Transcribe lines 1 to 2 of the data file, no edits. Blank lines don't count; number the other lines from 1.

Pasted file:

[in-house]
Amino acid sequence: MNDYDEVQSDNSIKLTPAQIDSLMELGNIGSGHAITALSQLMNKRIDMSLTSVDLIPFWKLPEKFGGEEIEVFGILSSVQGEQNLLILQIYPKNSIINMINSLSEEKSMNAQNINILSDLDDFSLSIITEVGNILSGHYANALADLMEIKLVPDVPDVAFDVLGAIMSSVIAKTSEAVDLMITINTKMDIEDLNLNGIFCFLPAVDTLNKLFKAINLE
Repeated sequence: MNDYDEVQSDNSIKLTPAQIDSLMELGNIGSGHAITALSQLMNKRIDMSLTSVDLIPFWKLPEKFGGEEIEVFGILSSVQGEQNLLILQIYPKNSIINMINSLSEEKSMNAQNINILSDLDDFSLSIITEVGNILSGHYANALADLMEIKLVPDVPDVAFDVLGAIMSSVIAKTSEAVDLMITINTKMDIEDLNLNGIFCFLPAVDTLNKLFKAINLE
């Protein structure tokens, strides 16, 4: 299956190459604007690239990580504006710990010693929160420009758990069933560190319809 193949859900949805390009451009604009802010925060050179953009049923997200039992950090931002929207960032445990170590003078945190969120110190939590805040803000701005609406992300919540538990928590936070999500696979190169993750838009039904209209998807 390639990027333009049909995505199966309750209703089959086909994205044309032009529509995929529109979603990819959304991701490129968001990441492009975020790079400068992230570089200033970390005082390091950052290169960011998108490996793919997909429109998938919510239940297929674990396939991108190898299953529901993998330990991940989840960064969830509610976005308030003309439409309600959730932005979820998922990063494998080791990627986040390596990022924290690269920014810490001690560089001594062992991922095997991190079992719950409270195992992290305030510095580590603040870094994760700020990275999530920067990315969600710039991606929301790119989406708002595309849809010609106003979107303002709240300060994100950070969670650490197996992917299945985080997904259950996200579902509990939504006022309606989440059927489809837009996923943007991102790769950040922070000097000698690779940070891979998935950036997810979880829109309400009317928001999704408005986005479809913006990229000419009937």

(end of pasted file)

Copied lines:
[in-house]
Amino acid sequence: MNDYDEVQSDNSIKLTPAQIDSLMELGNIGSGHAITALSQLMNKRIDMSLTSVDLIPFWKLPEKFGGEEIEVFGILSSVQGEQNLLILQIYPKNSIINMINSLSEEKSMNAQNINILSDLDDFSLSIITEVGNILSGHYANALADLMEIKLVPDVPDVAFDVLGAIMSSVIAKTSEAVDLMITINTKMDIEDLNLNGIFCFLPAVDTLNKLFKAINLE